Friday
Jul222011

35 Years of Apple Products - Visual History

From Mashable come The Apple Tree, a visual, iconic timeline 35 years of Apple product releases.  Designed by Mike Vasilev (@mvasilev on Twitter).

When it comes to industrial design, few consumer electronics or computer makers have the legacy or influence of Apple, Inc. In the last 35 years, Apple has introduced a myriad of products and devices, some very successful, some, not so much.

Artist Mike Vasilev created this infographic for Mashable, highlighting the major Apple product releases and design changes from 1976 through 2011.

I love how recognizeable all of the product illustrations are.  I’ve owned way too many of these products over the years.

Found on Social Media Graphics.

Thursday
Jul072011

Bye Bye Space Shuttle infographic

I really like An Uncertain Future, a tribute infographic for the Space Shuttle program’s last launch of Atlantis scheduled for Friday.

Designed by for the Washington Post

Last week I published what could be my very last Space Shuttle infographic. As a space exploration enthusiast and a professional visual artist, NASA’s spacecraft will be sorely missed. Over the years, the Shuttle was the focal point in many of the most fun projects I’ve been involved, directly or indirectly.

I really like the arc timeline.  Not only is it a different design than you usually see, but it also indirectly implies the flight paths of the shuttles up into space and back down to Earth.

Found on Visual Loop

Friday
Jul012011

Client Infographic: Waste in the Texas Energy Market

Waste in the Texas Energy Market from ChooseEnergy.com is a new infographic by InfoNewt and designer Jeremy Yingling.  This one tells the story of how much money is NOT being saved by households that don’t take advantage of lower pricing since Texas has a deregulated electricity market.

As the economy struggles to recover and households continue to cut back on spending, one of the easiest ways to save money might just be in your electric bill. In these tough economic times, consumers realize the importance of watching how every penny is spent. Today we look at the “Waste in the Texas Energy Market” and how pennies can certainly add up quickly to improve consumer finances.

Following the Infographic Release Strategy from InfoNewt, ChooseEnergy also did a great job setting up a dedicated landing page and custom URL for the infographic.  All of their links then drive traffic to this single page.  So the company blog post, Twitter feed and Facebook posts provide additional descriptions and links to this landing page.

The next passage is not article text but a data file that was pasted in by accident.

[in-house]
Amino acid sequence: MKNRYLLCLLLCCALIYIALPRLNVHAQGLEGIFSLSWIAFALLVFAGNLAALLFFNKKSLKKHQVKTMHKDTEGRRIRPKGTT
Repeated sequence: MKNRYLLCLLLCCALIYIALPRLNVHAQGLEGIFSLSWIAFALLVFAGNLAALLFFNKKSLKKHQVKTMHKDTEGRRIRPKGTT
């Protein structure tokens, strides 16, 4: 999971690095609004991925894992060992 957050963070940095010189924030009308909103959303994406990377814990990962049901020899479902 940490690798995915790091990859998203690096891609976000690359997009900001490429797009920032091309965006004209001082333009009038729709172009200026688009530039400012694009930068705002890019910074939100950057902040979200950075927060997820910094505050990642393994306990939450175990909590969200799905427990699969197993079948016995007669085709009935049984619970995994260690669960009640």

While highlighting the fact that the Texas energy market is the 11th largest in the world, the infographic also shows that 48% of the electricity consumed is from residential use.  So what’s the big deal?  On average Texas residents pay about 11.5 cents per kWh for their home electric use when they could be paying 8.5 cents per kWh.   Doesn’t sound like much does it?  Well, those 3 pennies can add up fast and they add up to $3.7 billion for the Texas consumer market.

You can follow ChooseEnergy on Twitter at @texas_electric

Monday
Jun062011

DataVis Contest from Postgrad and David McCandless

Postgrad.com is sponsoring a data visualization contest using data gathered by David McCandless.  There’s a brand new iPad2 for the winner, and the top 3 will receive signed copies of ‘Information is Beautiful’ by David McCandless.

 

It Started With A Tweet…

Data journalist and information designer, David McCandless recently gathered data revealing surprisingly low numbers of black students accepted into Oxford and Cambridge.  However, despite being genuinely passionate about the data, David didn’t have time to visualise it himself.  So he posted the following message on Twitter…

We contacted David and offered to put up a prize as a competition for the best visualisation of this data. To our delight, David accepted our offer.

Like David, we feel strongly that this data should be made visible to many. And we’re challenging you to do it.

UPDATE:  Although the initial findings related to the number of black students, there’s a lot of information within the datasets about the ethnic heritage, and socioeconomic background of students attending different institutions.  You are free to pick out whatever story you wish and present it in a visual format.

Enter Now To Win…

It’s easy to enter the competition and you could win: